I actually pulled him down. He went down hard, and I followed him, hitting and hitting; on his face, on his chest . . . feeling the pain in my fists, as I hit him, again and again and again. ‘Fuck! Fuck! Fuck!’, someone was saying, and I realized somewhere in my head, it was me. Kind of sobbing it, actually; I was so out of control.


But he really was a hulk of a kid, a head taller and a lot heavier and stronger than me. He got me back a couple of times, and it hurt.


And then the rat-faced kid, Jude, kicked me in the back, once, twice, and that REALLY hurt. It also knocked me over onto Piggy-Eyed boy, who grabbed onto me, while Jude the Rat kicked me again –


And something happened in back of me; something like an explosion, and the rat-faced kid was all of a sudden down on the wet pavement next to us, rolling, over and over, grappling, getting hit and hitting back at the brown-haired kid from Carla’s class.




It really didn’t register, at the time. I have to admit it; I was crazy-blind angry, and I was back to waling on the Piggy-Eyed boy in a flash –



And of course, the fight was over in seconds. Some adults waded in and pulled us all apart. Literally; the Dean of Boys grabbed my pants and my jacket and heaved me up and away from Pig-Boy, I swear, three or four feet off the ground, it felt for a second like I was flying. It’s amazing, when you’re eleven, to find out how strong real adults – adult men – can be, when they want. It actually was what quieted me down, fast.


And I did quiet down fast. More like, I collapsed; a feeling of shock, at what I’d done, what I’d pulled, and the mess all over me and my clothes, and my CD player in pieces . . . and I felt so COLD. I was shivering, in the gray afternoon, in seconds.


And so, it was over.




The consequences hit, the next day. The immediate ones.


Cole and me – suspended one week; for fighting. The principal giving the news out in a grave voice, like a death sentence, in his office, me and my mom sitting facing him. But I swear, under the words, I saw respect in his eyes. I KNOW I saw it, and I despised him for the hypocrisy.


Tom the Piggy-Eyed Boy?  Suspended for three weeks, and his parents had to pay for my CD player. He had a lot of priors, and one of the bus drivers saw the whole thing, and talked.


The rat-faced boy . . . didn’t come back to school. We never knew exactly what happened; except, kicking someone in the back, the way he’d kicked me . . . well. He had some Issues.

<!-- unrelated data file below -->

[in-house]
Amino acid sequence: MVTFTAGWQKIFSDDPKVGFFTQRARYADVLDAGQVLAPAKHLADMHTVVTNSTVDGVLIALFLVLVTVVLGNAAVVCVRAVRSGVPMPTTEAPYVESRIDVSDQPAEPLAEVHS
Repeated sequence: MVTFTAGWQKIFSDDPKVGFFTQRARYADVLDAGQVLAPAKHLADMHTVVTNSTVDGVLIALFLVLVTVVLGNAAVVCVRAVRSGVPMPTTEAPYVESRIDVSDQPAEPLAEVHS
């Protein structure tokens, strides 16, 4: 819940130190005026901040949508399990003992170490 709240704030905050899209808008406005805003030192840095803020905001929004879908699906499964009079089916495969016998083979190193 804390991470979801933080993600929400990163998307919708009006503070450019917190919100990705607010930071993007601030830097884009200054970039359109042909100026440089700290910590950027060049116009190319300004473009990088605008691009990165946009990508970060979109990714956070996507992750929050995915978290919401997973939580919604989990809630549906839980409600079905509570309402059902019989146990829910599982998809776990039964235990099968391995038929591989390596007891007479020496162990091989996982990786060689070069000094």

Not that I didn’t have my own issues.


My dad, for instance. My dad . . . was proud of me, getting suspended for fighting. He just beamed at me when he came home that night; and he actually clapped me on the shoulder, which he never, ever did.


And as much as I hated his own anger, as much as I worried about what I was turning into, following his path . . . as much as I maybe, maybe questioned whether I had ever really loved him – his pride in me, just then, made me feel pathetically glad. I was ridiculously, pathetically happy to have done one thing, this one thing, anyway, that he ever approved of.


And that made me feel kind of dirty. Soiled.


I didn’t do a lot of laughing, that week in my life.




But if I had a few issues of my own, with my anger, and my dad, and the horrifying flashbacks to Piggy Boy’s face, shockingly red with blood coming from his nose – and it is shocking, I don’t care how often you’ve seen something like that, the red of blood on skin is just to scary, so WRONG –


In spite of all that, the week after the fight was maybe the most important week in my life. Because I made friends with Cole.


It was inevitable, I guess. With him coming to my rescue, like that. He told me he couldn’t believe it when the Jude kid started kicking me in the back like that, and he couldn’t just NOT get involved.


I don’t think I would’ve been able to not-get-involved, either, in his place. Maybe that’s part of why we’re friends.




After the suspension, we started talking to each other, at school. And – we just clicked; we totally clicked together. It was like two magnets coming together; it was like we’d known each other our whole lives, already. I don’t know how else to describe it; we were just meant to be friends.


It didn’t hurt, that the other kids in our class looked at us, the next couple of months or so, like we were some kind of fucking heroes. I could see it in their looks, in the hallways, at lunch, all over school; the Piggy-Eyed Boy really had been a major asswipe, he’d made a lot of kids miserable.


And through Cole I met his friends, and they turned into my friends too, over time . . . like Jason; this dark-haired, pale kid with green eyes, who just happened to have an older brother named Erik.


Erik turned into a big part of my life, too.


Still is, actually. Today. I’m just not sure exactly HOW big a part, yet.




But he’s still not as big a part of my life, not nearly as much a part of me, as Cole.


Not nearly.


Nobody is.


And it wasn’t because Cole’d come to my rescue out of nowhere, like that; saving my ass, when he didn’t have to.


And it wasn’t because we were jacking off together at his house, less than a week after the fight; or that we were jacking each other, naked, a week after that. Or that we turned into Friends With Benefits, over the next few years, as we grew up.


It was because he’d seen me naked – as in, crazy with rage; covered with snot, and some of my own blood, and out-of-my-head angry – and he still wanted to be friends with me.


Cared about me. Got closer and closer to me, over the months and years; helped me with myself, talked me down when I got mad, and then later when I got deep, dark-depressed, and that started happening more and more often – he centered me, he reasoned with me, made me laugh, talked me down when I got close to that edge, again and again –


Even after seeing me crazy-naked; knowing who I really was.


I mean – is it any wonder, any fucking wonder at all, I love him so much?  Love him so hard?


If you'd like to send feedback to the author please use the comment box below.
You can send your comment anonymously if you'd like. 

An anonymous comment
Send a carbon copy to your address